Entries by Daria Korsun

The macroeconomic effects of adapting to high-end sea-level rise via protection and migration

Climate change-induced sea level rise (SLR) is projected to be substantial, triggering human adaptation responses, including increasing protection and out-migration from coastlines. Yet, in macroeconomic assessments of SLR the latter option has been given little attention. We fill this gap by providing a global analysis of the macroeconomic effects of adaptation to SLR, including coastal […]

Vested interests, rather than adaptation considerations, explain varying post-tsunami relocation outcomes in Laamu atoll, Maldives

Relocating communities out of increasingly risk-prone areas is effective for adapting to climate change. Relocations are particularly relevant for small island regions, where sea-level-rise-induced retreat from the coast will be inevitable for some communities. However, relocations are contested because communities are generally reluctant to move, and decision-makers face high political risks. As a consequence, relocations […]

First Symposium on the Cultures of Coastal Adaptation

The Adaptation and Social Learning group organized the first (virtual) Symposium on the Cultures of Coastal Adaptation that was held on the 22nd and 23rd September. The symposium made a first step towards developing a novel, interdisciplinary, empirical social science perspective on the various cultures of coastal adaptation that is currently missing in discussions of the […]

Uncertainty and Bias in Global to Regional Scale Assessments of Current and Future Coastal Flood Risk

This study provides a literature-based comparative assessment of uncertainties and biases in global to world-regional scale assessments of current and future coastal flood risks, considering mean and extreme sea-level hazards, the propagation of these into the floodplain, people and coastal assets exposed, and their vulnerability. Globally, by far the largest bias is introduced by not […]

Integrating new sea‐level scenarios into coastal risk and adaptation assessments: An ongoing process

The release of new and updated sea‐level rise (SLR) information, such as from the Intergovernmental Panel on Climate Change (IPCC) Assessment Reports, needs to be better anticipated in coastal risk and adaptation assessments. This requires risk and adaptation assessments to be regularly reviewed and updated as needed, reflecting the new information but retaining useful information […]

Unravelling the Importance of Uncertainties in Global-Scale Coastal Flood Risk Assessments under Sea Level Rise

Global scale assessments of coastal flood damage and adaptation costs under 21st century sea-level rise are associated with a wide range of uncertainties, including those in future projections of socioeconomic development (shared socioeconomic pathways (SSP) scenarios), of greenhouse gas concentrations (RCP scenarios), and of sea-level rise at regional scale (RSLR), as well as structural uncertainties […]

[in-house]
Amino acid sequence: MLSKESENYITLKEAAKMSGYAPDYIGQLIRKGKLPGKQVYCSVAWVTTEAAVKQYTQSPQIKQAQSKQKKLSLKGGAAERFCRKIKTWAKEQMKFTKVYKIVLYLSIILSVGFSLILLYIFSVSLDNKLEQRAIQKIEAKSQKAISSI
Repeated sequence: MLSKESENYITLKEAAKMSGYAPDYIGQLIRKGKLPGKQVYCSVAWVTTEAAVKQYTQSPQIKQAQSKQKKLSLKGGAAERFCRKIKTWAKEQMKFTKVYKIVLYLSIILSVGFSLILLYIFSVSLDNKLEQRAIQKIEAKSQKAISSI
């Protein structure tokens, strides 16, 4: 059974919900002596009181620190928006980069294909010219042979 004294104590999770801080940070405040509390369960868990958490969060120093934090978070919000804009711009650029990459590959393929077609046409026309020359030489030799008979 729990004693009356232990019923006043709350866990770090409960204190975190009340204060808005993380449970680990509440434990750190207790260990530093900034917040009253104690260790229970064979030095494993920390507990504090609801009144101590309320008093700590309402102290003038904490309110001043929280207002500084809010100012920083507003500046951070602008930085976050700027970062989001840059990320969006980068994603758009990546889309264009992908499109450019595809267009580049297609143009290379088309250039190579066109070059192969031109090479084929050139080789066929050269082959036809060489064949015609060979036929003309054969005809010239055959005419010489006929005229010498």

What drives relocation policies in the Maldives?

The predominant responses to rising sea levels are in situ adaptations. However, increasing rates of sea-level rise will render ex situ adaptations—in the form of relocations—inevitable in some low-lying coastal zones. Particularly small island states like the Maldives face this significant adaptation challenge. Here, government action is necessary to move vulnerable communities out of flood-prone […]

A framework for assessing the potential effectiveness of adaptation policies: Coastal risks and sea-level rise in the Maldives

Effective policies that integrate climate change considerations are crucial for successful adaptation to increasing climate risks. While there is an abundant normative literature proposing potential effective ways to adapt, there is a lack of empirical literature on current risk and adaptation policy and its potential effectiveness. Studying existing policies can help to reveal existing constraints, […]

Future urban development exacerbates coastal exposure in the Mediterranean

Changes in the spatial patterns and rate of urban development will be one of the main determinants of future coastal flood risk. Existing spatial projections of urban extent are, however, often available at coarse spatial resolutions, local geographical scales or for short time horizons, which limits their suitability for broad-scale coastal flood impact assessments. Here, […]